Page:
Donnell Powell and Eric Mozes did not major in art while at Temple, but before the last semester of their senior year, a community arts practices course led by program director Pepon Osorio caught their eye.
Since neither of the 2012 graduates had fulfilled the prerequisites for the course, Powell, a School of Media and Communication alumnus, and Mozes, an architecture alumnus, decided that they had to do whatever they could to enroll.
“We read the description of the class and the research one seemed way more interesting, so we said, ‘Alright, we’re just going to email [Osorio] and see what we can do,’” Mozes said.
Powell said what may have really convinced Osorio to accept them was the fact that he and Mozes had founded their own organization called Color My Sidewalk, which promotes positivity and community outreach. Since this type of initiative is the foundation of the course, the two said they believe it helped their case.
Once accepted into the class, Powell and Mozes were assigned a Philadelphia artist, Marilyn Rodriguez, to work with during the course of the semester. Part of the project was to create a sculpture for Rodriguez using found materials.
The final product, a mixed-media sculpture entitled “Boundaries Therefore We Brake,” represents the outline of the Philadelphia skyline, with each of the found materials carefully selected to represent each neighborhood. The piece will be displayed in a City Hall exhibit called “Bike Parts,” opening night of which will take place on April 9 from 5–7 p.m.
Powell said he and Mozes used items such as ink cartridges from the northern section to represent row homes and a handicap sign from the west to represent the large community of seniors. They were even able to salvage a bookcase to use as the outline itself.
“I used to live in a warehouse and one of my roommates found [the bookcase] on the street, in a school’s parking lot dumpster,” Powell said. “With the closing of a lot of the schools in the city, we thought, ‘Let’s tell this story through this bookcase that got abandoned by its home, which was once the school.’ It’s basically a lot of vignettes of different stories that are connected to the neighborhoods, but also tells the story of Philly in general.”
Two years after the piece was delivered and installed in her home, Rodriguez found a new opportunity for the sculpture to be showcased in a much more public space.
Last summer, the Bicycle Coalition of Greater Philadelphia held a competition for artists to submit unique bike rack designs. In partnership with the coalition, City Hall also put a call out to local artists to submit pieces that represent sustainability and the city’s bike culture.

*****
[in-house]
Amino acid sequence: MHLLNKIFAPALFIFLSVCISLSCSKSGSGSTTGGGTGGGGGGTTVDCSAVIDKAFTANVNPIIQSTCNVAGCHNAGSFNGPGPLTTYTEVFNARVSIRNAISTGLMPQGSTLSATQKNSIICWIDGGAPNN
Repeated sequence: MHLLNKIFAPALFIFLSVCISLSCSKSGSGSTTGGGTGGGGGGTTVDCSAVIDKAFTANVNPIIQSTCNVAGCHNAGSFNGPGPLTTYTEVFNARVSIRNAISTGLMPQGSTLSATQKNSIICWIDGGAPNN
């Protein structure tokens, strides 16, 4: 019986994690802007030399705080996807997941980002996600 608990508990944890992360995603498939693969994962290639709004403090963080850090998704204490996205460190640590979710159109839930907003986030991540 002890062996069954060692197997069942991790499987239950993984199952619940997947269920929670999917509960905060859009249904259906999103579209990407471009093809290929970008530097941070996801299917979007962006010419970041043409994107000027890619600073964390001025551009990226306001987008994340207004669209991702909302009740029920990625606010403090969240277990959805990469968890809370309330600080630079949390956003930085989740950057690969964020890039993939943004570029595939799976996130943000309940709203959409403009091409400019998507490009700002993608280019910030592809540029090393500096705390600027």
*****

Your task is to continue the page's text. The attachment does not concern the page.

When Rodriguez discovered the competition, she said she knew the sculpture that Powell and Mozes had made for her and her family would be perfect.
“[Rodriguez] had become like our mentor from class,” Powell said. “She sent us a link on Facebook and said, ‘You guys have to submit the piece.’”
Powell and Mozes heard back a week after submitting their work that it had been selected for the public exhibition at City Hall.
“We were in our living room and I jumped up and down and screamed when we heard,” Powell said.
When it came time to install the piece in City Hall, Powell and Mozes received another pleasant surprise.
“When we went into City Hall, we found out that it was going to be placed right outside of the mayor’s office,” Mozes said. “There are different exhibition spaces in City Hall, like on the third floor and fifth floor, but we had no idea this space existed.”
Powell says they’re not sure how they were given the spot, which is the first piece visitors see in the exhibition. The way the piece stands out visually among the rest may have been a factor, he said.
“A lot of them when you look at them, they speak bike,” he said. “When you look at ours, it doesn’t speak bike, it speaks Philly. It’s the outlier of the exhibition – it really is.”
“Boundaries Therefore We Brake” will remain installed outside of the mayor’s office for the next four months. Powell and Mozes are still deciding what will ultimately become of their artwork after the exhibit comes to a close.
“[The piece] can sell, we listed it with a price, so it could become the property of a buyer,” Powell said. “It has to stay up for the whole four months, but if it doesn’t sell I think we have to take it back to [Rodriguez]. As much as we would want it in our new crib, I think it’s only right that we give it back to her.”
Alexa Bricker can be reached at firstname.lastname@example.org.